JK Rowling, you’ll recall, doesn’t have a problem with trans people. How could she! The very suggestion!
Just because her second Strike book portrayed trans characters as unstable and aggressive and threatened them with prison rape – it “won’t be fun for you… not pre-op” – doesn’t mean she has a problem with trans people.
And just because her latest book’s villain is a crossdressing woman-slayer doesn’t mean she’s a lazy hack regurgitating tired tropes about murderous men in dresses in a world where 129 trans people have been killed since January, some of them tortured, some of them dismembered, some of them left in burning cars.
No! She’s just very, very worried at the prospect that a cisgender man might pretend to be somebody he isn’t and then attack a woman. Protecting women is her thing.
It turns out that the people we should have been protecting women from weren’t cis men pretending to be trans, though. They’re cisgender men pretending to be Harry Potter characters.
A naked fantasist who tried to suffocate his partner while impersonating Lord Voldemort and speaking in tongues has been jailed.
Edward Rudd, 37, has been jailed for 11-and-a-half years over the attempt to kill his then-girlfriend while he impersonated the Harry Potter villain.
Maybe we should ban the books, just in case. Y’know. To protect women.
Let’s go back to serial killers, though. The trope of misogynist crossdressing murderers, as seen in Psycho, The Silence of the Lambs and to a lesser extent The Texas Chainsaw Massacre, is lazy because it’s been done to death and comes from a single, upsetting and extreme case: Ed Gein, the infamous grave robber and murderer who committed his crimes in the late 1940s and early 1950s.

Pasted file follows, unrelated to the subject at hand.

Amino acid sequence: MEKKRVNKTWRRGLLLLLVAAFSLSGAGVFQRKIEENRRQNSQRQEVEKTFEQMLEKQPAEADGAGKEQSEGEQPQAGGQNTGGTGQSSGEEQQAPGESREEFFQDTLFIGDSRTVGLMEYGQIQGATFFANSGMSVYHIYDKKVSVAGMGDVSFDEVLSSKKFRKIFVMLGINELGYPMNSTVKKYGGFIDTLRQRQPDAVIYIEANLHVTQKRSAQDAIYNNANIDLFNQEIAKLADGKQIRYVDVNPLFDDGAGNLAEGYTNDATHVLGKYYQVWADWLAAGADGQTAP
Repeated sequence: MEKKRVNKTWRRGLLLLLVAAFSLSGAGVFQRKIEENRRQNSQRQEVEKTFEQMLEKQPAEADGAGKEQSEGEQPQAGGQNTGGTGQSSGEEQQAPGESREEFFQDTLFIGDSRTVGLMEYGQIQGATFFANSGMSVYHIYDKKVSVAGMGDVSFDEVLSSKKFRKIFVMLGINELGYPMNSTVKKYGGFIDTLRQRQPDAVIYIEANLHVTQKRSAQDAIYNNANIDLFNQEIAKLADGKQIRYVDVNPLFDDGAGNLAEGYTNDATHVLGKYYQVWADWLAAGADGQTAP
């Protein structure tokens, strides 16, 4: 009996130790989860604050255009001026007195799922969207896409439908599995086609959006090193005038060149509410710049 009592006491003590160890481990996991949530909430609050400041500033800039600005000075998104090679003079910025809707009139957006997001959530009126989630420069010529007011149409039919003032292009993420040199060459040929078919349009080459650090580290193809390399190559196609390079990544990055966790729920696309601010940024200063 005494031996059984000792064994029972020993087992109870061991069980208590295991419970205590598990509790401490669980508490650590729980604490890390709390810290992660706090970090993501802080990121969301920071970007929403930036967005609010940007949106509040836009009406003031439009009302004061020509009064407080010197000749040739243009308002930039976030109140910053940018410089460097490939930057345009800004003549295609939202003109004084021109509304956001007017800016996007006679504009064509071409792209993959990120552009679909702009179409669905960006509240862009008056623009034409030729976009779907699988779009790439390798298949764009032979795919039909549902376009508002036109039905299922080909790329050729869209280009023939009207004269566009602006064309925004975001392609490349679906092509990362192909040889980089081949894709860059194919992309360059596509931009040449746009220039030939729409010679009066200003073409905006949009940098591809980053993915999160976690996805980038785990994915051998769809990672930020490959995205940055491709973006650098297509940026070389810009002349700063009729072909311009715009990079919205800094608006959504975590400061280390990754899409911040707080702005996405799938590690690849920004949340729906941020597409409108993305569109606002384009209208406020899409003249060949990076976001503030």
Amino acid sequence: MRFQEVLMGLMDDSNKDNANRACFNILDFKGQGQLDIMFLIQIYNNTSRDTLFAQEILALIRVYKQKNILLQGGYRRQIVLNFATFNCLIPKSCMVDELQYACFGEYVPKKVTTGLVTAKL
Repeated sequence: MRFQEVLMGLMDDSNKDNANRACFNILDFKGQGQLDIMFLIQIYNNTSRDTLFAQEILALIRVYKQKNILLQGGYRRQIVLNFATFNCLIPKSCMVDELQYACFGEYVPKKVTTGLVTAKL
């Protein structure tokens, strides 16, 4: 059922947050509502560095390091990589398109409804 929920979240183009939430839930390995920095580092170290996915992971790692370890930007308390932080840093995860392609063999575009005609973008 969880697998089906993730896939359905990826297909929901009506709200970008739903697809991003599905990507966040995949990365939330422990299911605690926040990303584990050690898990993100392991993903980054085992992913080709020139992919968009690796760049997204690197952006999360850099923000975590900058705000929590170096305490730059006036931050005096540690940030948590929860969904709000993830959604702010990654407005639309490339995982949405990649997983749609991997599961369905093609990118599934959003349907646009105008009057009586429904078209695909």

There was no way Gein was going to have any kind of happy ending. His mother punished him frequently and severely, prevented him from making friends and told him repeatedly that all women bar her were wicked, immoral, dirty and satanic.
When she died, Gein lost the only person he’d ever cared about and tried to preserve her memory. He boarded up her rooms to keep them pristine and lived in her old house in a small room where he devoured lurid tales of cannibalism and Nazi atrocities.
He didn’t start with murder (although maybe he did; his brother died in suspicious circumstances). Gein was primarily a grave-robber, a body snatcher, exhuming and mutilating bodies on over 40 graveyard visits to obtain body parts from corpses; on some of those occasions he dug up recently buried middle-aged women who resembled his mother and tanned their skins to make various obscene items. His goal was to become his mother, “to literally crawl into her skin.”
There’s a whole bunch of stuff going on there, clearly, but it’s pretty obvious that Gein wasn’t trans or pretending to be. He was a seriously damaged individual who believed that if he could somehow become his mother he could bring her back to life.
As far as I can tell, there has only been one trans serial killer: Donna Perry, who shot three sex workers in Spokane in the US in the 1990s. There have been very many cisgender women serial killers, however: not just Myra Hindley and Rose West, but Beverley Allitt, Karla Homolka, Kristen Gilbert, Amelia Dyer, Juana Barraza, Judy Buenonano and many, many more. They might not have committed crimes as gruesome as those of Ed Gein, but each one of them killed many more people; the stats indicate that we should be much more scared of nurses than of trans people, or of people pretending to be trans. Wikipedia currently has 63 pages dedicated to women serial killers in America alone. Which is 63 pages more than I’ll read of Rowling’s execrable output.